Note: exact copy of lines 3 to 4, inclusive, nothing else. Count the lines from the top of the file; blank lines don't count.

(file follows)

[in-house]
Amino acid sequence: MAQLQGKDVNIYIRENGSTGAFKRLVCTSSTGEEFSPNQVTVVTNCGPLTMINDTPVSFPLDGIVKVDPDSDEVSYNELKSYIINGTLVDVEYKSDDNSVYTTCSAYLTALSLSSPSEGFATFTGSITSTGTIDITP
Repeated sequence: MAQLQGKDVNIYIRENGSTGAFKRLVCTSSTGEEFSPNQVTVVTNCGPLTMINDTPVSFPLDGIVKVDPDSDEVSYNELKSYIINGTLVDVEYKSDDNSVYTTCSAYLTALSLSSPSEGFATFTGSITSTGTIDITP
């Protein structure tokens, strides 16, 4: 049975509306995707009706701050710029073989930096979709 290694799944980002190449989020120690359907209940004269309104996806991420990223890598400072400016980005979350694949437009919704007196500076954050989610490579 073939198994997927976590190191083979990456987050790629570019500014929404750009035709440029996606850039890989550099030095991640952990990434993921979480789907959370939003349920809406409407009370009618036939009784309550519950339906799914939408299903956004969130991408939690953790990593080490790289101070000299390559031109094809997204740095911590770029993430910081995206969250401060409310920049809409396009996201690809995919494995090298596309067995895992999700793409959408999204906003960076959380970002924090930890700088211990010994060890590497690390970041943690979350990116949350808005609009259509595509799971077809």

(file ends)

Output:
Repeated sequence: MAQLQGKDVNIYIRENGSTGAFKRLVCTSSTGEEFSPNQVTVVTNCGPLTMINDTPVSFPLDGIVKVDPDSDEVSYNELKSYIINGTLVDVEYKSDDNSVYTTCSAYLTALSLSSPSEGFATFTGSITSTGTIDITP
């Protein structure tokens, strides 16, 4: 049975509306995707009706701050710029073989930096979709 290694799944980002190449989020120690359907209940004269309104996806991420990223890598400072400016980005979350694949437009919704007196500076954050989610490579 073939198994997927976590190191083979990456987050790629570019500014929404750009035709440029996606850039890989550099030095991640952990990434993921979480789907959370939003349920809406409407009370009618036939009784309550519950339906799914939408299903956004969130991408939690953790990593080490790289101070000299390559031109094809997204740095911590770029993430910081995206969250401060409310920049809409396009996201690809995919494995090298596309067995895992999700793409959408999204906003960076959380970002924090930890700088211990010994060890590497690390970041943690979350990116949350808005609009259509595509799971077809």